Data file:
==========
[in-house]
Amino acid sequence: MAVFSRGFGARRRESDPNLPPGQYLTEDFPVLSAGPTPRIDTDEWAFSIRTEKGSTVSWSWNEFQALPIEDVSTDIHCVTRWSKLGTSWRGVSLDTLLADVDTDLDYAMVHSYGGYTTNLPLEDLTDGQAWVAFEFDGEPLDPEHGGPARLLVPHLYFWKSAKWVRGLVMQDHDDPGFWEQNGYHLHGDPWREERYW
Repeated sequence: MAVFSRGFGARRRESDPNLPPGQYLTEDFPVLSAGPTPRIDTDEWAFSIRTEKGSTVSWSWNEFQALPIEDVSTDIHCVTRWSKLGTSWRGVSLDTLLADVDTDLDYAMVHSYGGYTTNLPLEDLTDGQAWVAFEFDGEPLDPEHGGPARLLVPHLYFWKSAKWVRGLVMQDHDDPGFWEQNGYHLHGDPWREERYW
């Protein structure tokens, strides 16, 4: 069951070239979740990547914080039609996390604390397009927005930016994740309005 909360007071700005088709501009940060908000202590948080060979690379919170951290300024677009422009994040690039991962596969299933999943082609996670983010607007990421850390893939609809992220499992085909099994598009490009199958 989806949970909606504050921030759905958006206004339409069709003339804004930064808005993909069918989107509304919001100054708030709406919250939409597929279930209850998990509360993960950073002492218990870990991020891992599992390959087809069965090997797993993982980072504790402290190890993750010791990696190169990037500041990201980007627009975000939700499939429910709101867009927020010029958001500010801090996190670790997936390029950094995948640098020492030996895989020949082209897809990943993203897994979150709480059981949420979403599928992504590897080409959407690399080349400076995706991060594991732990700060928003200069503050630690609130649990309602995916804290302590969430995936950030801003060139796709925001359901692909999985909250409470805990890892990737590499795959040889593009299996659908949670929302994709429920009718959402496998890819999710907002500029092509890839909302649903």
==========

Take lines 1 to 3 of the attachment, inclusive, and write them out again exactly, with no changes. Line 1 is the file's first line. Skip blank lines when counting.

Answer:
[in-house]
Amino acid sequence: MAVFSRGFGARRRESDPNLPPGQYLTEDFPVLSAGPTPRIDTDEWAFSIRTEKGSTVSWSWNEFQALPIEDVSTDIHCVTRWSKLGTSWRGVSLDTLLADVDTDLDYAMVHSYGGYTTNLPLEDLTDGQAWVAFEFDGEPLDPEHGGPARLLVPHLYFWKSAKWVRGLVMQDHDDPGFWEQNGYHLHGDPWREERYW
Repeated sequence: MAVFSRGFGARRRESDPNLPPGQYLTEDFPVLSAGPTPRIDTDEWAFSIRTEKGSTVSWSWNEFQALPIEDVSTDIHCVTRWSKLGTSWRGVSLDTLLADVDTDLDYAMVHSYGGYTTNLPLEDLTDGQAWVAFEFDGEPLDPEHGGPARLLVPHLYFWKSAKWVRGLVMQDHDDPGFWEQNGYHLHGDPWREERYW